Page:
You may know the Netflix series “She’s Gotta Have It” and film “BlacKkKlansman” for who’s behind the camera: Spike Lee. But you probably don’t know that the cast, with their distinctive vintage denim and leather and ’70s ponchos and turtlenecks, was dressed by a Terp.

Marci Rodgers M.F.A. ’16 learned how to bring to life Lee’s characters—and many others in theater, television and film—through their wardrobe while studying in the School of Theatre, Dance, and Performance Studies.

Costume design Professor Helen Huang, with whom she’s remained in touch, was a mentor who helped set her on the path to Hollywood success.

“When I met Helen…that is when I learned what it really meant to be a costume designer,” says Rodgers. “She taught me how to be a better artist.”Marci Rodgers

Huang, the head of TDPS’s costume design program, learned to appreciate Rodgers not only for her skill, but also for her character.

“Being a good costume designer is a full package because you need to not only know the craft of the field … it’s important to have people skills,” said Huang. “I feel she has a passion and a great sense of life.”

Rodgers earned an undergraduate degree in business administration at Howard University in 2005. She was working at its School of Law later when she met well-known costume designer and Howard University School of Arts Professor Reggie Ray.

“It wasn’t until I met Reggie Ray that I understood the mechanics of costume design,” says Rodgers. “He would always tell me it’s a business show, not a show business.”

Rodgers assisted Ray in design for Broadway musicals and plays such as “Holler If Ya Hear Me” and “The Piano Lesson.” (She hopes one day to design a Broadway play in memory of Ray, who died in 2014.)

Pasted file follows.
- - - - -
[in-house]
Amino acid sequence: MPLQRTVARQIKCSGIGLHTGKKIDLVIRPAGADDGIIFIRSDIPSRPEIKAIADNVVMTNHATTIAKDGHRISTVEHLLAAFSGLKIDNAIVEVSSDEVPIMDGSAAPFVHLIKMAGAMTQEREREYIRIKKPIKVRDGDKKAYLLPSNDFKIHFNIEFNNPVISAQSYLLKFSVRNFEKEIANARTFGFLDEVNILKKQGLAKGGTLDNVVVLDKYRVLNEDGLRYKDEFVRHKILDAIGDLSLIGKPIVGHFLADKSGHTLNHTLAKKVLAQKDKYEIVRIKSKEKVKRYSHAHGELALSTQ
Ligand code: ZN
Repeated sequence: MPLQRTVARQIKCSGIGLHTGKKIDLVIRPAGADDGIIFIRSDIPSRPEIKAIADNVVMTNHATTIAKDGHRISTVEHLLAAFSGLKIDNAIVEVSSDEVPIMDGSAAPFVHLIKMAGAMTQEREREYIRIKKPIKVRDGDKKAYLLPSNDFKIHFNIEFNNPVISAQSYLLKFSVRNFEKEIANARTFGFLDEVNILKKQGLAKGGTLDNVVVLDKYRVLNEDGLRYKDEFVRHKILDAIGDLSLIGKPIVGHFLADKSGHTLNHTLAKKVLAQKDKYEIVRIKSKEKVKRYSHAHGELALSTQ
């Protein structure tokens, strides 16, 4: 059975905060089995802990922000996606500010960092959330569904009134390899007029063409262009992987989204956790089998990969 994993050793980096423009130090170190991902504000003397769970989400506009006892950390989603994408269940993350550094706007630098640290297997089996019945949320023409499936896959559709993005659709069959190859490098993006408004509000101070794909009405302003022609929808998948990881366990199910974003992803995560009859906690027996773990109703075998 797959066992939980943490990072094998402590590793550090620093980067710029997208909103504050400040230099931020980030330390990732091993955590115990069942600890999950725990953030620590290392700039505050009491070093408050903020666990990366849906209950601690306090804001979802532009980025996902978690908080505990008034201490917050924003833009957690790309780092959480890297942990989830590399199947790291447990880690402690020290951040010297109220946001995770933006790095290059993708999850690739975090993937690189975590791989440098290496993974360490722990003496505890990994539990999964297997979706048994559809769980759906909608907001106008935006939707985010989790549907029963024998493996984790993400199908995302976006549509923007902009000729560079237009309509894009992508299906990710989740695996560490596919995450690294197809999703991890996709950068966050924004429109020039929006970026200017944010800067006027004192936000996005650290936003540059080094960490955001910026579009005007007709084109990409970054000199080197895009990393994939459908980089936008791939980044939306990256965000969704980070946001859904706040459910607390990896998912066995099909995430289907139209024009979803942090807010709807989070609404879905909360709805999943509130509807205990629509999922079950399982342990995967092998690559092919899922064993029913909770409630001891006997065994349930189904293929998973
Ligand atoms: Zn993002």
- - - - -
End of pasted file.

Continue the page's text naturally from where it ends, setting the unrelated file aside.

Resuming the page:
It was through Rodgers’ assistantship to Ray on Broadway that she connected with “Mr. Lee,” as Rodgers refers to him. Soon after, Rodgers took on her first job for the director as a production assistant and shopper for 2015 film “Chi-Raq.”

Her most recent work with Lee was for “BlacKkKlansman,” based on the true story of Ron Stallworth, the first black police detective in the Colorado Springs, Colo., police department. In the film, he teams up with a white, Jewish colleague to infiltrate the Ku Klux Klan.

While the themes of hate and race in the film interested her, Rodgers distanced herself from her own reactions to the material to zero in on her job of evoking the era through the costumes she designed for the characters.

“I’m being honest when I say I look at all of this from an artistic standpoint because it’s art at the end of the day,” Rodgers said. “I removed my emotions from it because my job was to portray the characters as historically accurate as possible.”

Rodgers, who recently began working on a Netflix show based on the true story of the Gilgo Beach murders in Long Island City, knows she found the right career.

“This is my calling,” Rodgers said. “As long as I’m breathing, I’ll be in costume design.”